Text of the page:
Mad Mad Hamlet
A quick Google search of the definition of the word mad will tell you the following:
This makes the word mad more than apt to describe Hamlet in the second act of Shakespeare’s play. Hamlet, is enraged. In fact, Hamlet is so greatly provoked over the murder of his father, the late king of Denmark, and so irritated at the marriage of his mother, Gertrude, to his uncle Claudius, who he believes to be the murderer, that Hamlet becomes well, mad. To the world around him, the Prince of Denmark is truly insane, yet in the mind of Hamlet he is still in control (whether he’s in complete control is another matter). His outward madness is not without calculation though, as Hamlet proves to be one shrewd fellow. He believes that his calculated madness and insane scheme is the key to unlocking his uncle’s secret, the key to avenging is fathers death.
Its during Hamlet’s state of madness that he says the most striking things. His witty phrases and sharp mind, all under the cloak of mental instability, allow him to say things he would normally never say. Hamlet’s feigned madness becomes his mask and humor his dagger. Reading the single-sided verbal spar between Hamlet and Polonius is incredibly amusing. His insults, ranging from “fishmonger” (Act II, scene ii, 173) to “It shall to the barber’s, with your beard.“ (475), fool Polonius into thinking that he has completely lost his marbles while at the same time gives Hamlet the pleasure of expressing his true feelings towards him.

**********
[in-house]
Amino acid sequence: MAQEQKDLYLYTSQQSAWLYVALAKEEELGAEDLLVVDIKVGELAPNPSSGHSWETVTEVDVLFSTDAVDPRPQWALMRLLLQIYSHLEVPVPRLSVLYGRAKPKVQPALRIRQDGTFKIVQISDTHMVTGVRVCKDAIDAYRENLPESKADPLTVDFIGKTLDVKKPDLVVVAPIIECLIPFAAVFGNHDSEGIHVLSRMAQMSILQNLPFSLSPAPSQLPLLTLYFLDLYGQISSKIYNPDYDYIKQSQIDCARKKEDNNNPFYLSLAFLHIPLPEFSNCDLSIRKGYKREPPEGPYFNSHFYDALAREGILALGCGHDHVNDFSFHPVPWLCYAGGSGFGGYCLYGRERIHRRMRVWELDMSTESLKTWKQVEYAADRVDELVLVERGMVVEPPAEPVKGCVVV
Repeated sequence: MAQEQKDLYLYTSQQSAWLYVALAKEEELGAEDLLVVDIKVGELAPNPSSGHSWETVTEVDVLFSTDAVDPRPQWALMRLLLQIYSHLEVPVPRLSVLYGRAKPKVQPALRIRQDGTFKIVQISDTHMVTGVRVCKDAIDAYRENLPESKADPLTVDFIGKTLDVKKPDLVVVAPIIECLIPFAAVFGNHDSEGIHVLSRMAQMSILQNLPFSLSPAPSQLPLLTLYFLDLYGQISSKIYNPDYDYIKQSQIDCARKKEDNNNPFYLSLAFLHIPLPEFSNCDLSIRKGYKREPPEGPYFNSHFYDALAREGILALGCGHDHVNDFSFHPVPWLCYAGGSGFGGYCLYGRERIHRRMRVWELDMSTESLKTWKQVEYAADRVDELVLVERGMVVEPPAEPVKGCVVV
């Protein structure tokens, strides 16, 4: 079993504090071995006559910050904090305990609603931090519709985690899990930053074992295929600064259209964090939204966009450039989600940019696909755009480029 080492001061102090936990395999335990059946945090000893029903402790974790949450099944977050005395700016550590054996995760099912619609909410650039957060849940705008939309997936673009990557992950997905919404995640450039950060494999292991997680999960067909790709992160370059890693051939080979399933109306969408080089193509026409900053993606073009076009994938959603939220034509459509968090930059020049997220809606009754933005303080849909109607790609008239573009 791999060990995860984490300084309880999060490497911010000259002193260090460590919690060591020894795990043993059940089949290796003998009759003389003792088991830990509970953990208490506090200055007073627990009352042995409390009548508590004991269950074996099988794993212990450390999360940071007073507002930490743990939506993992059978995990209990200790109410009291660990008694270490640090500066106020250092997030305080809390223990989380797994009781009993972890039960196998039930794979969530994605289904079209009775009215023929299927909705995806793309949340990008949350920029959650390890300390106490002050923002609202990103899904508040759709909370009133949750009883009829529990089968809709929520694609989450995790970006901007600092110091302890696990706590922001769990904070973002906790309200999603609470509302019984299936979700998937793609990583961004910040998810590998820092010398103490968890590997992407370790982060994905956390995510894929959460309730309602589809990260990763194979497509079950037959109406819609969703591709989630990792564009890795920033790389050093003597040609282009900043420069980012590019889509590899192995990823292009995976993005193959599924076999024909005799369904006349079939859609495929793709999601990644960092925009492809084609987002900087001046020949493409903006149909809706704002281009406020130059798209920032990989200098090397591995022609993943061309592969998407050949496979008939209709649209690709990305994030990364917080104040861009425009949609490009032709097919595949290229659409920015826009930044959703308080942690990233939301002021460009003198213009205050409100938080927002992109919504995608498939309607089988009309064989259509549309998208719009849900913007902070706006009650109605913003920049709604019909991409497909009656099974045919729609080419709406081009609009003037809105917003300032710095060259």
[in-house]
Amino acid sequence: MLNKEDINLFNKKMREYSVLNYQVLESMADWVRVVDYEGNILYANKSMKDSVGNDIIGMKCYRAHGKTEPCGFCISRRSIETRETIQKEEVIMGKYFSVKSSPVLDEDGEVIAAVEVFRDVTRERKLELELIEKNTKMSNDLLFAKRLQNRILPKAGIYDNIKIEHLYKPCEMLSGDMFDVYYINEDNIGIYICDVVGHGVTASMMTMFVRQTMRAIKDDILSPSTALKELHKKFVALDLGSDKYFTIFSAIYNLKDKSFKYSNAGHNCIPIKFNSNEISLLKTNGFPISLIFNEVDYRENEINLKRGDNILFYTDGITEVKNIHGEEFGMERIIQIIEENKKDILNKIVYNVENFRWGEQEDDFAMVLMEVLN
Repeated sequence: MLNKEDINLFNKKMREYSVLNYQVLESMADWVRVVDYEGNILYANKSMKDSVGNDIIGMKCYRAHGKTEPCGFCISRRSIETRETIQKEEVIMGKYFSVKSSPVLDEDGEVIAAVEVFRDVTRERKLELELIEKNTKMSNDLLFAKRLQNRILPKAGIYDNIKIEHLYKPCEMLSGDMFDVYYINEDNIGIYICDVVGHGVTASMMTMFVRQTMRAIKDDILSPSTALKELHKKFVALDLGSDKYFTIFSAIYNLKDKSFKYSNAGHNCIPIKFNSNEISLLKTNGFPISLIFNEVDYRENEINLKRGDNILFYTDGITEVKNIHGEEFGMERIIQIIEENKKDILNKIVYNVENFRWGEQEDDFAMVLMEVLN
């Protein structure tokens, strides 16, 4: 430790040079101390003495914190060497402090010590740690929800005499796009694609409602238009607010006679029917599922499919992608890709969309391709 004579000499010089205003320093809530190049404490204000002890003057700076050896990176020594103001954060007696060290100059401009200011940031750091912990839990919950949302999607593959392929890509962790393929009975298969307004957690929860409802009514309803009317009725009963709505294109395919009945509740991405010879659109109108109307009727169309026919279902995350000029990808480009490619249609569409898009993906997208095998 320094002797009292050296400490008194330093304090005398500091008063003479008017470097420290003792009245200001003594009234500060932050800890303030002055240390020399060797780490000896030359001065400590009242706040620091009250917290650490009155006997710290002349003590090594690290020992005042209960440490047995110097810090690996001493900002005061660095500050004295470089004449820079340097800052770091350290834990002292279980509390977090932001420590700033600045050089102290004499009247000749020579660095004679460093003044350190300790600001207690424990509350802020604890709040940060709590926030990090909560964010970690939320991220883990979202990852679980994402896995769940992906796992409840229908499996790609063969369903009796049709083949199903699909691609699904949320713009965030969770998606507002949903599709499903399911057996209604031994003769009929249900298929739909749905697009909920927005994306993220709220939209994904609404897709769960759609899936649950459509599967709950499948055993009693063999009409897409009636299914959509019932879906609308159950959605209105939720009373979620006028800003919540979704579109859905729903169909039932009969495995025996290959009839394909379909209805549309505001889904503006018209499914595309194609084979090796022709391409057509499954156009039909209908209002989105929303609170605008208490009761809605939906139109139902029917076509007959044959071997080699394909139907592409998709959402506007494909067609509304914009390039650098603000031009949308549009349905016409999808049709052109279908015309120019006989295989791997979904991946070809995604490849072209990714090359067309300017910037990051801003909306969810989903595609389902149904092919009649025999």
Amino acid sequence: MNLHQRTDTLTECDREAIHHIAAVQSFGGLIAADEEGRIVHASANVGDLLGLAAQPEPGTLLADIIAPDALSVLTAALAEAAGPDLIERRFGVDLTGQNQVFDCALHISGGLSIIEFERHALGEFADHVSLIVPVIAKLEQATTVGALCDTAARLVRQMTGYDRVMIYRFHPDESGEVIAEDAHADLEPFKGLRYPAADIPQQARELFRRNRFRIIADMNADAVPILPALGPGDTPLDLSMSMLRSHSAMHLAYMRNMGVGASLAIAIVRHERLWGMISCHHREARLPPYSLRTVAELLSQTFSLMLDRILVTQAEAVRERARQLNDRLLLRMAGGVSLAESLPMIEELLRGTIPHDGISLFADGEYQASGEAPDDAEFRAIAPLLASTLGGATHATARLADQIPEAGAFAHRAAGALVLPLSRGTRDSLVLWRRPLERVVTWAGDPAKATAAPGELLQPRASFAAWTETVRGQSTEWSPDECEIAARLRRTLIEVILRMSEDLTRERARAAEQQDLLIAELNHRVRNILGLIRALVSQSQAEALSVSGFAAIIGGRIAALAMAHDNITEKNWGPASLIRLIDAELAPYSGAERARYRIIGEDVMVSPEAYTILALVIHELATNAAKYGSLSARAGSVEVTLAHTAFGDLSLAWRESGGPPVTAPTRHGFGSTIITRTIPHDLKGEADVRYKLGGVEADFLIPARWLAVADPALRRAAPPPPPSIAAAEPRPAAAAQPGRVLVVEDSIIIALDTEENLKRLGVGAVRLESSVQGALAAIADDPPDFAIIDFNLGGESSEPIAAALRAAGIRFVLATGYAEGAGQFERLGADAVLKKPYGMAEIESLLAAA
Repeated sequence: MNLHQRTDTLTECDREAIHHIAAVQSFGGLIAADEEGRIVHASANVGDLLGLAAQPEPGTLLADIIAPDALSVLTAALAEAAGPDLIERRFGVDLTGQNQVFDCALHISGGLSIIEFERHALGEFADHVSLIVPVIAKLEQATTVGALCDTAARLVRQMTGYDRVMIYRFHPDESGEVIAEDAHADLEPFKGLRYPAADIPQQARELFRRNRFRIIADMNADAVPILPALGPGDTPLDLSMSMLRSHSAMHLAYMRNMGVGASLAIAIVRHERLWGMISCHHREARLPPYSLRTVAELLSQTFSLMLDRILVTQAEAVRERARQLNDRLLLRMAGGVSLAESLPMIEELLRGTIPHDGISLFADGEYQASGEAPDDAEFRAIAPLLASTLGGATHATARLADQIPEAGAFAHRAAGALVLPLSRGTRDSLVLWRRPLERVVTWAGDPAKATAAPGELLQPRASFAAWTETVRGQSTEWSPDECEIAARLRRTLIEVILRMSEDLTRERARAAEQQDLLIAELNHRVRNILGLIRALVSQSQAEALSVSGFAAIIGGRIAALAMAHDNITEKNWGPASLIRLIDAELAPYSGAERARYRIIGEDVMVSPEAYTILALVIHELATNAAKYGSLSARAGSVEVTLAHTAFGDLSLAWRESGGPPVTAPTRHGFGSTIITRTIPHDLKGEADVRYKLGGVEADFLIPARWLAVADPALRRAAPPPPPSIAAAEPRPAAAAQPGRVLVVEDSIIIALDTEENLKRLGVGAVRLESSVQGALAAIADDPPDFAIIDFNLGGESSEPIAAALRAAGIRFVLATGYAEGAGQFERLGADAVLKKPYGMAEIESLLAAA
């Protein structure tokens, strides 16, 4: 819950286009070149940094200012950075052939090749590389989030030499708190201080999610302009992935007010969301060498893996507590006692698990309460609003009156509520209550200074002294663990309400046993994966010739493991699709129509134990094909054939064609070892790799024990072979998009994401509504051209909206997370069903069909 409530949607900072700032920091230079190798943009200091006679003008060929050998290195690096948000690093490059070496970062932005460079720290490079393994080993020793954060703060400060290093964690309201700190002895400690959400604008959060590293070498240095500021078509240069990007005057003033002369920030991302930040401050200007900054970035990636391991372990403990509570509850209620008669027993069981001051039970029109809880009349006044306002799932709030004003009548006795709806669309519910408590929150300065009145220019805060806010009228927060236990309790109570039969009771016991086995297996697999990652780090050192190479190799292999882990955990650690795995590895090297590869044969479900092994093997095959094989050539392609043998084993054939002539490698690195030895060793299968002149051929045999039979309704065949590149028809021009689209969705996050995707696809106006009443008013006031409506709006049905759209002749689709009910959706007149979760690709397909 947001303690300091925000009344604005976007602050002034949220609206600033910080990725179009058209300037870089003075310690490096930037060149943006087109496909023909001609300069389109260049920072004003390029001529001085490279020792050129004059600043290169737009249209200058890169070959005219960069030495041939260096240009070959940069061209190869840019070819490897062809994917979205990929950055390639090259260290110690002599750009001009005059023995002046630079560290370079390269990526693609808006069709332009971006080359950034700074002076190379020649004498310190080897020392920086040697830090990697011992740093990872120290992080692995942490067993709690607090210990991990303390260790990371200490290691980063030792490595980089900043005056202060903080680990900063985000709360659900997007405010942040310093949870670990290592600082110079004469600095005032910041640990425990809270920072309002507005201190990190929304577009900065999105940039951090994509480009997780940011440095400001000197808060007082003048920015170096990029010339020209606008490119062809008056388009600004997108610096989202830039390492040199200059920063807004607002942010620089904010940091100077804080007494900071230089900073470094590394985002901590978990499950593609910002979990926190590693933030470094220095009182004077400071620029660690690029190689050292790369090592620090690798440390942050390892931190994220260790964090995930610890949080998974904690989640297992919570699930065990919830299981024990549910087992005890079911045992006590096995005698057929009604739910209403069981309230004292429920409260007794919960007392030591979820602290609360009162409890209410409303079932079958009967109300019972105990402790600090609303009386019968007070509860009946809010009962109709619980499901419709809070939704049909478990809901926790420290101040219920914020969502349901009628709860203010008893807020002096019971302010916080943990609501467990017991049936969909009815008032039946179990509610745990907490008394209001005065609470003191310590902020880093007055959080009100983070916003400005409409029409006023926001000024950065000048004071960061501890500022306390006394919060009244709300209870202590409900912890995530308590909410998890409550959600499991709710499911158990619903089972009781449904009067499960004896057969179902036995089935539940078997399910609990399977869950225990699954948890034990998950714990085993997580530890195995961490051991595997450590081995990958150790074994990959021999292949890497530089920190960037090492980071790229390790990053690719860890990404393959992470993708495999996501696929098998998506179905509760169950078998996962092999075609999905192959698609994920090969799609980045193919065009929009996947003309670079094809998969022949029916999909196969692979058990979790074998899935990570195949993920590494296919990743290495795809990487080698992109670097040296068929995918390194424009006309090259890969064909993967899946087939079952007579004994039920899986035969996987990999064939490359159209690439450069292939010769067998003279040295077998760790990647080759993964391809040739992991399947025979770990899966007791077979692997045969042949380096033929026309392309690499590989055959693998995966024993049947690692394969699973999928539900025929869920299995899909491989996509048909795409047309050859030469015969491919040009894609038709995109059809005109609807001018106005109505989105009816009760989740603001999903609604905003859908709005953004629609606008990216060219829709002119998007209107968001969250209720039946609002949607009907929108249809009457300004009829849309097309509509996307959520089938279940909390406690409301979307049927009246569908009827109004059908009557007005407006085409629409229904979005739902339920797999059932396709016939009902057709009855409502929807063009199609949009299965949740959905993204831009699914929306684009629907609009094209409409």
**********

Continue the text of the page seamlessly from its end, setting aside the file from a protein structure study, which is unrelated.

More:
This scene seems to be extremely important yet at the same time incredibly light-hearted and humorous. It revels the extent Hamlet is willing to go in order to try to bring back order to a world that, for him has turned completely inside out. It shows the extent of Hamlet’s anger and grief. I think most importantly it shows Hamlet’s complete love for his father and his willingness to place himself in such a position so that he may finally avenge his death.